Artists: Ralph William Williams (U.S., 1958)



Figure 1.--Ralph William Williams was a well-known American commercial artist. He is best known for his "Breck Girls" art which was so popular in the 1940-60's. The ads were for Breck shampoo. Many magazines carried the ads which were done in his photo-realism style. We have one portrait he did of a boy in 1958.

Ralph William Williams was a well-known American commercial artist. He is best known for his "Breck Girls" art which was so popular in the 1940-60's. The ads were for Breck shampoo. Many magazines carried the ads which were done in his photo-realism style. We have one portrait he did of a boy in 1958. There is lots of info on the internet about this artist, including locations of museum exhibits. The subject tells us that his parents were thrilled to have the artist with his distinctive style do a portrait of their son. The boy is shown with one of the short hair cuts that were so popular for America boys during the 1950s. Indobtedly the short GI haircuts of World War II helped to influence this style. It was rather a departure for Williams, as in contrast to his Breck Girls ads, this boy did not have much hair to shampoo. Notice the button-down collars that had become popular in the 1950s.

Breck Girls

Edward Breck was the son of John Breck who founded the Springfield Massachusetts B+reck Shampoo Compamy. Edward created a vurtual shampoo hysteria when he began using portraits of girls with beautiful hair in his advertising. He hired a noted commercial artist, Charles Sheldon, to create images of beautiful, healthy girls with long flowing usually blond hair to showcase his producrts. It proved to be a classically successful advertising campaign. Beginning in the Great Depression of the 1930s through to the 1950ís, Breck showcased girls that were as American as apple pie. The first Breck girl was Roma Whitney. She was 14 years when she appeared as a Breck girl. Sheldon was replaced with Ralph William Williams. The Breck girls were the idealized American girl and woman.

Boys

We see some portaits of boys done by Williams as well. The pastel of the boy here looks like it could have been used for an advertisement (figure 1). We have not yet noted, however, any commercial work by Willians except the Breck Girls. Perhaps our readers will know more. One reader has sent along another portrait of a boy. [Topolcic] It looks to us like a standard pastel portrait to us. The boy wears an open white collar shirt, tan suit jacket or blazer, and dark brown pants. It does not look like one done for commercial work.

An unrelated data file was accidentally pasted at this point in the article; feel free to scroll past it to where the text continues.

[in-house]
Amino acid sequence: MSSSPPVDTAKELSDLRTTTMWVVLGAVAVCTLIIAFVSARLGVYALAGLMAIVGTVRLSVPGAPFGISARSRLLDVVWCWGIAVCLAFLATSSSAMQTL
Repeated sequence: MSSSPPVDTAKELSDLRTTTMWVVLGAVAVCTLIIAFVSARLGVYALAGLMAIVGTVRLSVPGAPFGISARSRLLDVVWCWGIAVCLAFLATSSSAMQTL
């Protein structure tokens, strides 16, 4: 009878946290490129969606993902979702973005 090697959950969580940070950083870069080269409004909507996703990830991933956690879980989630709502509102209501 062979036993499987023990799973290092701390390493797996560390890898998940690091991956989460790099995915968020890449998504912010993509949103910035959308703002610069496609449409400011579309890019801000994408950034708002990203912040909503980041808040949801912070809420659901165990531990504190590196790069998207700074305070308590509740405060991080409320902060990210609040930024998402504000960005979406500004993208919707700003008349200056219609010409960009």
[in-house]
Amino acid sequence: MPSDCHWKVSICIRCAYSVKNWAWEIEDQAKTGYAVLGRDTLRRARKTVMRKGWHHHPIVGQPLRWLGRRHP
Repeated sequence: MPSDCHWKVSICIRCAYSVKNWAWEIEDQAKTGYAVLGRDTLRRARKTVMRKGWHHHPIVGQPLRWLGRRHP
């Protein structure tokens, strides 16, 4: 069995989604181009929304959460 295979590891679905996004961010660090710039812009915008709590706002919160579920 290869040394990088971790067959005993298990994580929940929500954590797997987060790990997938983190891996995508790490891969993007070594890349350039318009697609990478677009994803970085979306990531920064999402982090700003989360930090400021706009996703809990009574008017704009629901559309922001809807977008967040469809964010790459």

The Artist

Ralph William Williams was a well-known American commercial artist. He is best known for his 'Breck Girls' art which was so popular in the 1940-60s. The ads were for Breck shampoo. Sheldon's early Breck portraits depicted slightly provocative images executed in pastels, with soft focus and halos. Ralph William Williams, perfected the Breck images of American womanhood that served as one of the most successful advertising camapigns of the mid-20th century. Many magazines carried the ads which were done in his photo-realism style. There is lots of info on the internet about this artist, including locations of museum exhibits. The subject tells us that his parents were thrilled to have the artist with his distinctive style do a portrait of their son.

Chronology

Williams did this portrait in 1958, about the same time he did the Breck work. .

Hair Cuts

The boy is shown with one of the short hair cuts that were so popular for America boys during the 1950s. Indobtedly the short GI haircuts of World War II helped to influence this style. It was rather a departure for Williams, as in contrast to his Breck Girls ads, this boy did not have much hair to shampoo. Most of his drawings were of girls and women with long, beautiful hair. Perhaps he wanted to draw a boy as a diversion from his Breck work.

Clothing

Notice the button-down collars that had become popular in the 1950s.

Reader Comment

An Australian reader tells us, "This looks like the very short sailorboy haircut I was given aged about age 6 or 7 for my home made sailor suit my Aunty made for me because she liked the film 'Anchors Aweigh' starring Gene Kelly."

Sources

Topolcic, Cludio. E-Mail message (October 20, 2014)







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Created: November 20, 2002
Last updated: 1:42 PM 10/25/2014